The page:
In today’s tough talent market, employers are going back to basics — and looking to tech to not only improve on those basics, but futureproof the company against the incoming automation flux.
From legacy platforms to microchip technology, the HR tech market has continued its swift expansion. Focus, however, remains largely on improving data management in order to improve employee experience and business processes. Many of our top tech stories from the year involve companies seeking to streamline current business processes and simplify the tech already on hand.
To see what stories defined tech advancement in HR this year, read on.
AI and automation
Headlines shifted back and forth this year on whether AI and automation would be boon or bane to employees of all types, including HR managers.
Confusion reigns on which jobs automation will make obsolete, but current overall consensus is that automation will free up HR to perform more business-oriented, strategic tasks. A good thing, since HR will be busy preparing the rest of the workforce for the coming automation wave.
Few companies, if any, know exactly what kind of jobs they will need to prepare their workers for, and perhaps haven't taken the time to explain what automation is and how it could affect workers' jobs in the future. The time to do that is now.
Chatbots, a more consumer-oriented form of AI, also reared their head, but adoption has somewhat stalled for that technology.
Chatbots, aiming to improve productivity, still in learning stages
Chatbots can streamline work and save money, experts say, but many are still creating more errors than assistance. Read More >>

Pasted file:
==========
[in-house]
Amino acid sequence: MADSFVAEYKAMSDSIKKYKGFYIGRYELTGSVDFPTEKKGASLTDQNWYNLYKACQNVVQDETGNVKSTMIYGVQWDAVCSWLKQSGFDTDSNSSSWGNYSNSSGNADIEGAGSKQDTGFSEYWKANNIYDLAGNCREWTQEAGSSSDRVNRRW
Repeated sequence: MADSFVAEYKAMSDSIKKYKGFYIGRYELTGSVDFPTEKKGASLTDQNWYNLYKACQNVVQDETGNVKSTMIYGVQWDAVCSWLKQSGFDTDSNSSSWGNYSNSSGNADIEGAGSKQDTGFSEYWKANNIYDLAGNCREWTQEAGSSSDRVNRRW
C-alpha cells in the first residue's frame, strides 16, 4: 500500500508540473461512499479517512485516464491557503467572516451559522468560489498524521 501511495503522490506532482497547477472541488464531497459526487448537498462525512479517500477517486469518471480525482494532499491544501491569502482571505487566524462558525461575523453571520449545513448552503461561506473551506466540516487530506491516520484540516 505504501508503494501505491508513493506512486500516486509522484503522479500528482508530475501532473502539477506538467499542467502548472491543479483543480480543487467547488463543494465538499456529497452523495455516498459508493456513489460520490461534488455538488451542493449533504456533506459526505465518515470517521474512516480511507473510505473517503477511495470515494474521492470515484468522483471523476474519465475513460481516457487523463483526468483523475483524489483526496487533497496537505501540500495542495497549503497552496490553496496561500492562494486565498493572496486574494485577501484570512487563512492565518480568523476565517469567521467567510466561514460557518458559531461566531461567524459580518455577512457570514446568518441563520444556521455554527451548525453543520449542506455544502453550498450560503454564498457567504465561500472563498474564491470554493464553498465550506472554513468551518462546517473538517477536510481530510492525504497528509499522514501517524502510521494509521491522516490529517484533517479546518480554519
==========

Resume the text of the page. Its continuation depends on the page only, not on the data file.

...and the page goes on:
Automation can free up HR, but where do you draw the line?
Though HR professionals are glad to hand over time-consuming tasks to bots, true efficiency requires a human touch. Read More >>
AI is coming for more jobs, but not all of them and not all at once
As automation claims more jobs over time, employers must be ready to upskill workers for new roles. Read More >>
50% of HR leaders foresee cognitive technology's impact, says IBM
Meanwhile, 65% of CEOs say they envision that cognitive tech will drive significant value to their HR departments. Read More >>
SAP targets biased job ads with new machine learning solution
The company's Leonardo platform will soon allow recruiters to target phrases and language that might be construed as favoring one gender over another. Read More >>
Most Impactful Tech of the Year: Big Data analytics
What is the value of an employee? Big Data analytics hopes to answer that question. Read More >>
Microsoft plans to gain bigger share of the HR market with Dynamics 365
Because of Microsoft's acquisition of LinkedIn, the tech giant gains access to a massive membership roll which could lead to more sales opportunities for end-user products. Read More >>
Microsoft wades further into employer productivity data with Workplace Analytics
The announcement once again shows that HR leaders who aren't using people analytics could be behind the times. Read More >>
Google dives deeper into recruiting tech with Hire
Google's interest in recruitment points to the profit potential of the industry, especially as talent shortages press companies of all types to change up their tactics. Read More >>
Walmart to adopt Workplace, Facebook's business chat solution